A victim of politics
*By Norman DA COSTA
of standing on the podium with a shiny medal dangling around his or her neck. Roland Collaco wasn’t any different. Getting to the Olympics in Munich in 1972 would have put an exclamation point on a brilliant career for possibly Africa’s finest field hockey goalkeeper at the time. He was the only player on the Uganda squad assured of a seat on that flight to the Bavarian city, but as fate would have it, politics reared its ugly head and shattered his dreams. That year Idi Amin’s Uganda was gripped in the midst of a political turmoil and the government demanded the Olympic squad include a number of African players.
Unfortunately, Collaco, who passed away at the age of 78 in Mississauga on Sept. 5, 2013, was unceremoniously left out in the cold. “We were all so stunned when we heard Roland was dropped,’’ recalled Ajit Singh, captain of Kampala Sikh Union, who along with the rest of his teammates often found Collaco an impenetrable force in the Kampala Goan Institute net. “He was the unluckiest man ever to miss out on the Olympics because of politics, especially since he was the main reason we qualified for Munich,’’ added Ajit.
Collaco was at his brilliant best in Lusaka in 1971, stonewalling Zambia, South Africa and favoured Egypt in the qualifiers to help Uganda grab one of the two Olympic berths assigned to Africa behind perennial champions Kenya. To say Collaco was devastated at being left out would be an understatement. “He was very, very hurt at the time,’’ said his wife Eurema, also a former Uganda international. Born in Nairobi, Roland moved to Uganda with his parents in 1951 and four years later made his international debut and went on to earn more than a 100 caps.
Goalkeepers normally wear No.1 on their jerseys and Collaco’s number was symbolic of his importance on the Kampala G.I. and the national team squads. He retained that No.1 position and also captained Uganda until migrating to Canada in 1972. What differentiated Collaco from other netminders of that era
was that he was bold and utterly fearless. Only other did not wear a facemask, was Kenya’s Jack Simonian, who also doubled as a world-class rally driver.
Collaco usually saved his best for the Easter holidays when the top clubs descended on Nairobi to contest the M.R. de Souza Gold Cup, the Blue Riband of East African hockey. After years of coming close, Collaco finally backstopped a talented and experienced Kampala Goan Institute to the coveted Gold Cup in 1957 in a stirring replay against Nairobi Sikh Union after the first encounter ended in a goalless draw. Collaco, of course, kept the Sikh offence at bay by pulling off two superb saves before goals by Rennie Rodrigues and Polly Pereira carted the trophy across the border to Uganda for the very first time. Collaco also led Toronto Lions to the inaugural GOA Gold Cup in Toronto in 1974.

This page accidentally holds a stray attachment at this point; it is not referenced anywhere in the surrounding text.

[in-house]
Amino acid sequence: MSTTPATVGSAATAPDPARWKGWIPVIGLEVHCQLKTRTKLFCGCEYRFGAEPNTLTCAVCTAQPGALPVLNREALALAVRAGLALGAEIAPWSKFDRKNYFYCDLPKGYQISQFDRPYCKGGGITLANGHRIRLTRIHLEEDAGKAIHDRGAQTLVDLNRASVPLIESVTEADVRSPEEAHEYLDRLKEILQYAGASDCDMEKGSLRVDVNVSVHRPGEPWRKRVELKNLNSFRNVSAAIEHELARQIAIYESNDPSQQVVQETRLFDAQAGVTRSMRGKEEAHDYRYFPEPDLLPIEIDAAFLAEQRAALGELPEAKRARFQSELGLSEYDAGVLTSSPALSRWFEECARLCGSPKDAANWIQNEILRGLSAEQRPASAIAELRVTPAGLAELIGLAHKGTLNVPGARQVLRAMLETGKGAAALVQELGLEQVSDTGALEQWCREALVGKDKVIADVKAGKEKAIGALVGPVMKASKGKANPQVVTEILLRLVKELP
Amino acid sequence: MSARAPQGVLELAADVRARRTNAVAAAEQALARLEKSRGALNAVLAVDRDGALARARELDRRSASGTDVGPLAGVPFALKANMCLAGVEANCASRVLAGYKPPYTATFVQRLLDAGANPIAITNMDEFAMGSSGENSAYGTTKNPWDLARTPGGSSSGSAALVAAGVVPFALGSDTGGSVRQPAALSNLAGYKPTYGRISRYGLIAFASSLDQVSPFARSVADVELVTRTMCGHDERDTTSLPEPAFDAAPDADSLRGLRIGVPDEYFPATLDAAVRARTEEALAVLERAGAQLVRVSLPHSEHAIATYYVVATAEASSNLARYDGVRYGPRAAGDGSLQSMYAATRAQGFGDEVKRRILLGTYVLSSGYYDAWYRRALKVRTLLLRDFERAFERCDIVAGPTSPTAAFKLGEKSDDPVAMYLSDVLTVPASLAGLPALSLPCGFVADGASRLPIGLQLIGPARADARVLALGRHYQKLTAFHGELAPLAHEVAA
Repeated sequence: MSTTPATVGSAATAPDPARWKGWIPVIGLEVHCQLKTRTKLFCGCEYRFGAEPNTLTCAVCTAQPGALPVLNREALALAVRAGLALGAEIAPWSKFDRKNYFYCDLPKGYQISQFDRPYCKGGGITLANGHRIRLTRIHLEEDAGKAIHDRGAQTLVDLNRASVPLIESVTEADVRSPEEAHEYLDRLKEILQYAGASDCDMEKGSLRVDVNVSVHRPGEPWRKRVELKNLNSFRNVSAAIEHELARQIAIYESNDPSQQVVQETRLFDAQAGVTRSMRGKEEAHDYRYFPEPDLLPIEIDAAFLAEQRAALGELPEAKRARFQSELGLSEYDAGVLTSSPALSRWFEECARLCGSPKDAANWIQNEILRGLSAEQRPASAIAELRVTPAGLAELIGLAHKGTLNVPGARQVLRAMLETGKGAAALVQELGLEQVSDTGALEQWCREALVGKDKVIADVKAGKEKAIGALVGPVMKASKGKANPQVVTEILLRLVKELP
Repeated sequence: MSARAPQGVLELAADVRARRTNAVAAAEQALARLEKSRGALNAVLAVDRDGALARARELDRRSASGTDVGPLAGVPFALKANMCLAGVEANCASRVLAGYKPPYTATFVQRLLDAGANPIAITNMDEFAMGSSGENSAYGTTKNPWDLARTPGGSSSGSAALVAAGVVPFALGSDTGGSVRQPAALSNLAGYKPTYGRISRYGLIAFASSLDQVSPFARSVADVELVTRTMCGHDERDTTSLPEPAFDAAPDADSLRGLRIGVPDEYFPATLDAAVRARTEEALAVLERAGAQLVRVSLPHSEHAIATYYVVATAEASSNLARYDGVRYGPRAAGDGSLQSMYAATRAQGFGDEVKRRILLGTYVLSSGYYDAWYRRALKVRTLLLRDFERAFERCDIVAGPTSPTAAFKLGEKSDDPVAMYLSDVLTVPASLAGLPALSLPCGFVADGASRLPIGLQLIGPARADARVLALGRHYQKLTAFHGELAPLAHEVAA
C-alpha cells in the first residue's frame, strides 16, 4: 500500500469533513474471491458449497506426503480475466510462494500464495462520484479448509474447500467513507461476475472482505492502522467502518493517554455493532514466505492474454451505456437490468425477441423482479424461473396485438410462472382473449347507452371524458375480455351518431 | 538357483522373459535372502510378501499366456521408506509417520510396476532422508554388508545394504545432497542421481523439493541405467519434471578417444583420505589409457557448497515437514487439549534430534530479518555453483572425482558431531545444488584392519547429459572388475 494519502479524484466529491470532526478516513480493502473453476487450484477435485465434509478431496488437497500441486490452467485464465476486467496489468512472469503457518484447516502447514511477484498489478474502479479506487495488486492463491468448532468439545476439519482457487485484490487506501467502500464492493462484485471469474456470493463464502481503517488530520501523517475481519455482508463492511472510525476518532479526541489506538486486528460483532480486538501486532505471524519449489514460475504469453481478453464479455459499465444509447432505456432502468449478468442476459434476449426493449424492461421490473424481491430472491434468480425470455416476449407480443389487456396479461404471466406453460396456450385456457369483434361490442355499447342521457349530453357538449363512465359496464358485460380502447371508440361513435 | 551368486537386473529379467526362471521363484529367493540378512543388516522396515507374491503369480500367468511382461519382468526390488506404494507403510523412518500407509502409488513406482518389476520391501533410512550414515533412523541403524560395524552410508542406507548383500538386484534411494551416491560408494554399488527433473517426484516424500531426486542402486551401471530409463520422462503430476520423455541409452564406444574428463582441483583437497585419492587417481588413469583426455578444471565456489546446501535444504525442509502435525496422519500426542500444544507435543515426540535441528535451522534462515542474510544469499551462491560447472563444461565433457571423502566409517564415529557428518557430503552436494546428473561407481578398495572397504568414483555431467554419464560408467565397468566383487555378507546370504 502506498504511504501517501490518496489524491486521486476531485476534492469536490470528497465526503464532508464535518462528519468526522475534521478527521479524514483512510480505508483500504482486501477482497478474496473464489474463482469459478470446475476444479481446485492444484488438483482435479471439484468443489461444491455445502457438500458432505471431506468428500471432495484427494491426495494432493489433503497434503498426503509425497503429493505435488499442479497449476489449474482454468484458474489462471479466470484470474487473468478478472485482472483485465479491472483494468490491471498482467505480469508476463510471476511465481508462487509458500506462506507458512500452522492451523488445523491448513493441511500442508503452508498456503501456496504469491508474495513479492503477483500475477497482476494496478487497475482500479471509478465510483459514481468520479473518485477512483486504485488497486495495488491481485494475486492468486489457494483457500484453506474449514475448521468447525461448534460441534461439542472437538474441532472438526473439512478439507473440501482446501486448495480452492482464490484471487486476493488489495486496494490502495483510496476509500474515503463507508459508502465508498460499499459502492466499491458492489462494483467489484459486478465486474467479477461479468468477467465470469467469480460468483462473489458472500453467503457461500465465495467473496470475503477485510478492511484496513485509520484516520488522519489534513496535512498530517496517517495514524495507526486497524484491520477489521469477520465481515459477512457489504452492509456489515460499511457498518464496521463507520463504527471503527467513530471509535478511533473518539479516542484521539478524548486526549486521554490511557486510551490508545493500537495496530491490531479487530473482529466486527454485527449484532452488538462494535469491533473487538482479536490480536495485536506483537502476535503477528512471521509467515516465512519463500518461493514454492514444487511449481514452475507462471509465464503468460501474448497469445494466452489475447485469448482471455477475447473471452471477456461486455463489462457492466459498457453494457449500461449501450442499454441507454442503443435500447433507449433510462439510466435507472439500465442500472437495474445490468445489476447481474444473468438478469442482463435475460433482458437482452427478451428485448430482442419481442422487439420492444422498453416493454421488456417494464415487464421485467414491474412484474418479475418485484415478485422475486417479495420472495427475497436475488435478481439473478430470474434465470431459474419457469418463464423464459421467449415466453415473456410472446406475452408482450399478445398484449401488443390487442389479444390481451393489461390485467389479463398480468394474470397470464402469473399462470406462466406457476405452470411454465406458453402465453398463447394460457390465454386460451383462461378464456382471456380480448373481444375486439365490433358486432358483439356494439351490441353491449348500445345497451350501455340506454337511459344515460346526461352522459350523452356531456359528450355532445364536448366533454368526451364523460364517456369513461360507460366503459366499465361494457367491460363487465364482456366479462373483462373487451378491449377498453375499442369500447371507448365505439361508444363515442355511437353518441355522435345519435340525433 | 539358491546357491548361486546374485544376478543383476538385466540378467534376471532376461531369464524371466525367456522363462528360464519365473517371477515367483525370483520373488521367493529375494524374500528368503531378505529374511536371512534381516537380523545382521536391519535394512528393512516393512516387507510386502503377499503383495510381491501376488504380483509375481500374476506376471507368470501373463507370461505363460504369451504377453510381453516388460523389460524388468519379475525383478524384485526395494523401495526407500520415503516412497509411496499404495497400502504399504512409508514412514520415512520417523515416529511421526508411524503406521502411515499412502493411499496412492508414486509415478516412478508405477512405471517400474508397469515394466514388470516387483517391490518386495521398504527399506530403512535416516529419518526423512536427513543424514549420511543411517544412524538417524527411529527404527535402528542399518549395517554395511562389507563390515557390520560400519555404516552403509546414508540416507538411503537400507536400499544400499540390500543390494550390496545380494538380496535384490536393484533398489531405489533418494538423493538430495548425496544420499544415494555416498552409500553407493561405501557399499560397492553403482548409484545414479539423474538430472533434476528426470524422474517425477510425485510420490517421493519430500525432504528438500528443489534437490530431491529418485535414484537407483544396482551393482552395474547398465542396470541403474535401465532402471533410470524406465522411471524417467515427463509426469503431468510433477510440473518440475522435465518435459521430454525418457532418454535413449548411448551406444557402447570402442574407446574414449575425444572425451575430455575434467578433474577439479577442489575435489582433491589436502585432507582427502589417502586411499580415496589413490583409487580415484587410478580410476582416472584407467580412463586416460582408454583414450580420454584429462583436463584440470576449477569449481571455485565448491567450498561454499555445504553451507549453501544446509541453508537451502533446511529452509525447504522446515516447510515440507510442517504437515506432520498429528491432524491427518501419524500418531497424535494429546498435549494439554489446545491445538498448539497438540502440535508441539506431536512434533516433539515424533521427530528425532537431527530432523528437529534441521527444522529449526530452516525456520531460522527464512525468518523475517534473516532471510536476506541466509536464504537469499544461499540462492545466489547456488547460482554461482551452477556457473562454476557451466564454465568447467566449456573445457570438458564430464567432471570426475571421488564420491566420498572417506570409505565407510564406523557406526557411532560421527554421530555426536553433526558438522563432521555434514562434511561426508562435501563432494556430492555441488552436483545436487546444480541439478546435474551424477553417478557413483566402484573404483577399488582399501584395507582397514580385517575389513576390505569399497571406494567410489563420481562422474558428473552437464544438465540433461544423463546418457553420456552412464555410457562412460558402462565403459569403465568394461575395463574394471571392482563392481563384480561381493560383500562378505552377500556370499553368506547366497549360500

Al Mathias, a KGI and national team teammate of Collaco’s for several years, termed his play as “brilliant and terrific” and so did Nicky De Mello, who tried to lure Collaco to his newly-formed Horizons Sports Club. “Roland was really excellent and so daring,’’ said De Mello. “He was never afraid and would dive every each way to stop the ball. He was a much-sought after player.” These same sentiments were also echoed by Ajit Singh and Mathias and several other players. Collaco, of course, was also a first-class soccer goalkeeper and it was his stint with Salgaocar, one of Goa’s leading teams that helped him hone his diving skills in hockey.
Fans and opposing teams may have resented him, but they had nothing but the highest respect for him as was evidenced by the more than 350 who attended his funeral. Collaco who leaves behind his wife Eurema, was father of Conrad and Paula, father-in-law of Sylvan and Alison, grandfather to Mathew, Sara, Jacob and Grace and brother of Thelma Sidoli (Renato) and Remy.
*Former sports editor of the Daily Nation not only reported on Roland, but also played against him on several occasion for the Railway Goan Institute in Gold Cup matches.